A billion dollars can change the fight against cancer forever. Thanks to the generosity of our donors, OHSU’s Knight Cancer Institute is launching the first grand-scale program to radically improve early detection of lethal cancers.
With $1 billion in new funding, OHSU will begin fast-track recruitment of 250 to 300 scientists and physician investigators, including about 25 of the world’s top researchers.
OHSU is already accelerating the design and construction of a cancer research facility and the cancer care clinics needed to support these recruits and to house the clinical trials that will move promising new tests and treatments from the lab to patients more quickly.
These leading scientists will come to Oregon to unite behind a single, powerful vision to transform cancer care. Here, they will be given the financial support they need to ensure they can focus on research rather than seeking and administering grants.
Our goal is to vastly improve cancer survivorship and reduce the risk of unnecessary treatments by transforming how lethal forms of the disease are detected. Watch this video to learn why solving the problem of early detection will save countless lives.
Our plan expands upon the Knight Cancer Institute’s strengths in pioneering targeted cancer treatments. Institute director Brian Druker, M.D., conducted the breakthrough research that led to development of Gleevec®, the first once-a-day cancer pill that proved it was possible to treat just the malfunctioning genes that cause the disease without harming healthy cells. Adding research that expands the understanding of the biological precursors to cancer will help catch the disease in its very earliest stages when precision therapies can be most effective. Ultimately this research could lead to molecularly based prevention.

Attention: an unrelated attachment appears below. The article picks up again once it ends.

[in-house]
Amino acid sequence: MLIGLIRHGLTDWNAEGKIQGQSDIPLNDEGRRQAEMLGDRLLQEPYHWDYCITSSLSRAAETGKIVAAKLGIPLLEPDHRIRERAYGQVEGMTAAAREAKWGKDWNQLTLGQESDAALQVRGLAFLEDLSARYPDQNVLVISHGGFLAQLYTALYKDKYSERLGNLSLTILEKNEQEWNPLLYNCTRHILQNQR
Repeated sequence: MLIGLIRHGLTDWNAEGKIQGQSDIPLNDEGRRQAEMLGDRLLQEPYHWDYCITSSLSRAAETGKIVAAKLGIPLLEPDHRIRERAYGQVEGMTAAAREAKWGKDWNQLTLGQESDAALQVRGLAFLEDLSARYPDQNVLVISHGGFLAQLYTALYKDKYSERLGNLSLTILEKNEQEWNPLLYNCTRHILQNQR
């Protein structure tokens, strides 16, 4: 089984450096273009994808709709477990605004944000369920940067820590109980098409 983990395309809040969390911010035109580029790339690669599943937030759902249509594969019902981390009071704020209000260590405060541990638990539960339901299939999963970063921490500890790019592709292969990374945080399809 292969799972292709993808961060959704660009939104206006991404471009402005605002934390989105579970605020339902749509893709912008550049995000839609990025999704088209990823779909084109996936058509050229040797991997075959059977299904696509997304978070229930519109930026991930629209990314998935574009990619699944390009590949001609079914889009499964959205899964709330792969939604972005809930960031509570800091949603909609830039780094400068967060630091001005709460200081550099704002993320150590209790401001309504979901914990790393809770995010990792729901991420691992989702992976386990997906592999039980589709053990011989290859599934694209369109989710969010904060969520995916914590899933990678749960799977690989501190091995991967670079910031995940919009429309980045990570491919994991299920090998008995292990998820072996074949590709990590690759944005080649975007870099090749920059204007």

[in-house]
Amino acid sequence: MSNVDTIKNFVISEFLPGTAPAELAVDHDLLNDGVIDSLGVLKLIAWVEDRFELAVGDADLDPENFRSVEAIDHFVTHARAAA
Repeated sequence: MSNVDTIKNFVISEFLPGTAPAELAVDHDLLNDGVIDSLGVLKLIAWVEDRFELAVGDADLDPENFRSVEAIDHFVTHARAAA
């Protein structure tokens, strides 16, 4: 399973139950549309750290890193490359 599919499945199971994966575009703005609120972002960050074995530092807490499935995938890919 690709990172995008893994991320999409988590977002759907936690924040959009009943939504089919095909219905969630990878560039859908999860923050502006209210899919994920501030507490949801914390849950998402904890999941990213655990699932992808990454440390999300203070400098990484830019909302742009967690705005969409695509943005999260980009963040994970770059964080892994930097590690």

“Though we’ve made huge strides in the sophistication of cancer treatments, the same can’t be said of detection tools, which haven’t changed in decades. Today too many patients die or have to suffer through debilitating treatments because their disease is caught too late. No one else is focused on this problem in a meaningful way and we are committed to filling that gap,” Druker says. “We are thankful to everyone who is making this goal a reality.”